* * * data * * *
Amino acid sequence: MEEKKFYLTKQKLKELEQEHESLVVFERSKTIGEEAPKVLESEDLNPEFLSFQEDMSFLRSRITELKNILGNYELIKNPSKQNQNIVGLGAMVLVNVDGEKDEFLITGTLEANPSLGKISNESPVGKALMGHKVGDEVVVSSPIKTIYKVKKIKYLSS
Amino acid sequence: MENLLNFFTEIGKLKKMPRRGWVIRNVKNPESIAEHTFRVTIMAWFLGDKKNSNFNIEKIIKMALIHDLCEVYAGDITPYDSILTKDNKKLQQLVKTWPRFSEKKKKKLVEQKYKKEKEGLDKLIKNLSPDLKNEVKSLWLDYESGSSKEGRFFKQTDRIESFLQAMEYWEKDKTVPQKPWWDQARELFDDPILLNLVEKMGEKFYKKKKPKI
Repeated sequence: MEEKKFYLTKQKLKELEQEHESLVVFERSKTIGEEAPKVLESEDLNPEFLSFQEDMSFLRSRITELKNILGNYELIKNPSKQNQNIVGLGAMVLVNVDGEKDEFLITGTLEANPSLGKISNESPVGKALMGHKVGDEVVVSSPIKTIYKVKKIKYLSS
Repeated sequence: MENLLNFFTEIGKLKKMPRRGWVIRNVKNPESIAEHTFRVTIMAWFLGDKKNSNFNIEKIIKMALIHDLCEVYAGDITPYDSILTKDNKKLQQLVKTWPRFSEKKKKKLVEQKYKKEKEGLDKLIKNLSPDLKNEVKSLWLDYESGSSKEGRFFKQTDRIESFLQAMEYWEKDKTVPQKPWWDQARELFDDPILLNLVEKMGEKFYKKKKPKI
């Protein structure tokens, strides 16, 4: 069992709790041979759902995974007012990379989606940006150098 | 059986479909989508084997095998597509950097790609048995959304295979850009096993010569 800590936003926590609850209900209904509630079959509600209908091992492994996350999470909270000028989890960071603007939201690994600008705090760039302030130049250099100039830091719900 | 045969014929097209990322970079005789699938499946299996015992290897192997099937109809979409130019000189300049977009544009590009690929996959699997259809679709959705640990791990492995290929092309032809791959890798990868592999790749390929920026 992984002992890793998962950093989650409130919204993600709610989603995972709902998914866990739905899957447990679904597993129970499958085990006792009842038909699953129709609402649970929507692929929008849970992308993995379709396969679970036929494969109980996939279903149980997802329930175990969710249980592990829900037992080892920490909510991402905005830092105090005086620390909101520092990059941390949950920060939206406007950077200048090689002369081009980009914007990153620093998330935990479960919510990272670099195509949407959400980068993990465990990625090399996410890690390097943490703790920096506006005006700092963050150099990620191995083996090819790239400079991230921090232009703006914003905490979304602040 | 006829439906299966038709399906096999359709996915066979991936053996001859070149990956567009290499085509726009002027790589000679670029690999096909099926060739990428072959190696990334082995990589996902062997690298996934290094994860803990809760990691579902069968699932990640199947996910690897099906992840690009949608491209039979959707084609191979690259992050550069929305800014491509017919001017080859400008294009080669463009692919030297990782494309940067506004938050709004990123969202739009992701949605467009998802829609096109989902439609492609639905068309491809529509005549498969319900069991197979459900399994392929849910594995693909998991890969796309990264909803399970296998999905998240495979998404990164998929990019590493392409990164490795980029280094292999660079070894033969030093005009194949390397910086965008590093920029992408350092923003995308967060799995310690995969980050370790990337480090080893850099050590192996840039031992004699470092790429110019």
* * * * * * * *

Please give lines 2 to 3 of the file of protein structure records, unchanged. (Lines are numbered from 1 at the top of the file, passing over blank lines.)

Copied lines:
Amino acid sequence: MENLLNFFTEIGKLKKMPRRGWVIRNVKNPESIAEHTFRVTIMAWFLGDKKNSNFNIEKIIKMALIHDLCEVYAGDITPYDSILTKDNKKLQQLVKTWPRFSEKKKKKLVEQKYKKEKEGLDKLIKNLSPDLKNEVKSLWLDYESGSSKEGRFFKQTDRIESFLQAMEYWEKDKTVPQKPWWDQARELFDDPILLNLVEKMGEKFYKKKKPKI
Repeated sequence: MEEKKFYLTKQKLKELEQEHESLVVFERSKTIGEEAPKVLESEDLNPEFLSFQEDMSFLRSRITELKNILGNYELIKNPSKQNQNIVGLGAMVLVNVDGEKDEFLITGTLEANPSLGKISNESPVGKALMGHKVGDEVVVSSPIKTIYKVKKIKYLSS